Braves Field was a ballpark that formerly stood on Commonwealth Avenue in Boston, Massachusetts. The stadium was home to the Boston Braves, National League franchise from 1915–1952, when the team moved to Milwaukee, Wisconsin. Significant portions of the original structure still stand in place, and make up part of the Nickerson Field sports complex.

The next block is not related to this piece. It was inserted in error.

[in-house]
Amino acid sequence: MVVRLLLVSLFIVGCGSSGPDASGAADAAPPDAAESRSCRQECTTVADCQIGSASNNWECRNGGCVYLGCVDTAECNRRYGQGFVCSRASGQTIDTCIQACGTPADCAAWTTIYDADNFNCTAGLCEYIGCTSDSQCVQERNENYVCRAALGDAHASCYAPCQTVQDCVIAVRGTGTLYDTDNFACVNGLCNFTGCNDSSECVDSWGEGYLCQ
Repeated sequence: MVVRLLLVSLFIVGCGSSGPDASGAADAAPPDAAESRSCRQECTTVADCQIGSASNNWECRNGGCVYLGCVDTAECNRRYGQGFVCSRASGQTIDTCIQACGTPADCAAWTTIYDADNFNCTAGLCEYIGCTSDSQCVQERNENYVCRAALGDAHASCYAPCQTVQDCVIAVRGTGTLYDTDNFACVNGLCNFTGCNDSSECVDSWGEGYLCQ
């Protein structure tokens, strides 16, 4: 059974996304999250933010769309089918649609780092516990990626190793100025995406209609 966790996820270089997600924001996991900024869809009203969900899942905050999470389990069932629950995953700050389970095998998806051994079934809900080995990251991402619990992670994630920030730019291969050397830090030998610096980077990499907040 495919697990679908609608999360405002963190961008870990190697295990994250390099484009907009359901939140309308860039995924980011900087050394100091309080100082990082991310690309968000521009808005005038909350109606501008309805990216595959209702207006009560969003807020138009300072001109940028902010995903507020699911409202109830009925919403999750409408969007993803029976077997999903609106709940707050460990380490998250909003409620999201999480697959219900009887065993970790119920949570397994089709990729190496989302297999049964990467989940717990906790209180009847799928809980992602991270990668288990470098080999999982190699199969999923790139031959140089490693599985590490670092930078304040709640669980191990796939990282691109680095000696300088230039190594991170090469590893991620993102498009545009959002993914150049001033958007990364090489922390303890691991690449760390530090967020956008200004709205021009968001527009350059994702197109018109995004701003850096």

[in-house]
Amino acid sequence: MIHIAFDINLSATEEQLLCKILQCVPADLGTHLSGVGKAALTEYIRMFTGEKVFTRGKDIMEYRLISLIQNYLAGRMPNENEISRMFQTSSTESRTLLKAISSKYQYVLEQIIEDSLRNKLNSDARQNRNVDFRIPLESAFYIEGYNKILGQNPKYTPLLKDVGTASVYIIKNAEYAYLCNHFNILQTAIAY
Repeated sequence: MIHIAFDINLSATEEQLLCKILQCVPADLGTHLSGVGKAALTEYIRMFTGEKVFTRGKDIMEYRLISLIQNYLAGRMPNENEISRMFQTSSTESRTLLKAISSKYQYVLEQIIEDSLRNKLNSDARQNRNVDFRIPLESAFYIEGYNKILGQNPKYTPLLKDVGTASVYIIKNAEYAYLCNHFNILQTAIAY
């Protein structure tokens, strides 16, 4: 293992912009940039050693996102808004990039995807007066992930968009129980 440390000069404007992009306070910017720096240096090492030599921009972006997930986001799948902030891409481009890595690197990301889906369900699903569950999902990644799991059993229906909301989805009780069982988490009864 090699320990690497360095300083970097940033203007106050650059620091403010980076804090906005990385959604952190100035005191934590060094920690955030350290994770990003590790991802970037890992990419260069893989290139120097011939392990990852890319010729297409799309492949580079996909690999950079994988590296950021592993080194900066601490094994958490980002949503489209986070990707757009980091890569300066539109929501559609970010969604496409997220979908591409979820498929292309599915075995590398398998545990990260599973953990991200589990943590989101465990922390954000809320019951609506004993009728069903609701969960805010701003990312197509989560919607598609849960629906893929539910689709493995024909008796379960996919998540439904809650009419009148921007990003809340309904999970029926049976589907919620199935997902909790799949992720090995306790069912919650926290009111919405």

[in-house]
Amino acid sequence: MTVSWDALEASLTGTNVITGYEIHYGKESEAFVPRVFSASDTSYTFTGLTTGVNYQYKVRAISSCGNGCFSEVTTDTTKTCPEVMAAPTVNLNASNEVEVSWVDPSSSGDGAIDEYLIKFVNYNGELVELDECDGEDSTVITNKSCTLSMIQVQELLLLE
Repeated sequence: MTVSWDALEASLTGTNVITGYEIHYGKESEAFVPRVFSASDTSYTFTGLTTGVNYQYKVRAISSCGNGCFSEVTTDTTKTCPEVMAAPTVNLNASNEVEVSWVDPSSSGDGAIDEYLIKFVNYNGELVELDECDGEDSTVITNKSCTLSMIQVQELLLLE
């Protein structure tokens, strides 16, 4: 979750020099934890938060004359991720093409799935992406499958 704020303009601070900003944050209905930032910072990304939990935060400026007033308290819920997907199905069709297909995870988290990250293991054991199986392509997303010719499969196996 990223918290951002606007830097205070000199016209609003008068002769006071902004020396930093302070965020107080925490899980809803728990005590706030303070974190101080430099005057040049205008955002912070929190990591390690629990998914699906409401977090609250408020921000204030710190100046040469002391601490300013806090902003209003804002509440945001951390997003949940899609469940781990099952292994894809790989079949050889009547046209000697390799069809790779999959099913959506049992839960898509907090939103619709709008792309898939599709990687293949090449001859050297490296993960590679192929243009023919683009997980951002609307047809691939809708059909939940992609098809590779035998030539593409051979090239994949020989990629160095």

Braves Field was also known as The Bee Hive (or National League Park, formally) from 1936–1941, a period during which the owners changed the nickname of the team to the Boston Bees (the renaming of the team and stadium never took hold with the public, and were both eventually dropped). It did host the Major League Baseball All-Star Game during that span in 1936, however. Braves Field served as one of two homes (with Fenway Park) of the Boston Bulldogs of the first American Football League (in 1926) and the Boston Shamrocks of the second AFL (in 1936 and 1937). It was also the home of a National Football League franchise which began in 1932 and also called itself the Boston Braves for one year. The next year, the team changed its name to the Redskins and moved to Fenway Park. In 1937 the team transferred south to become the Washington Redskins.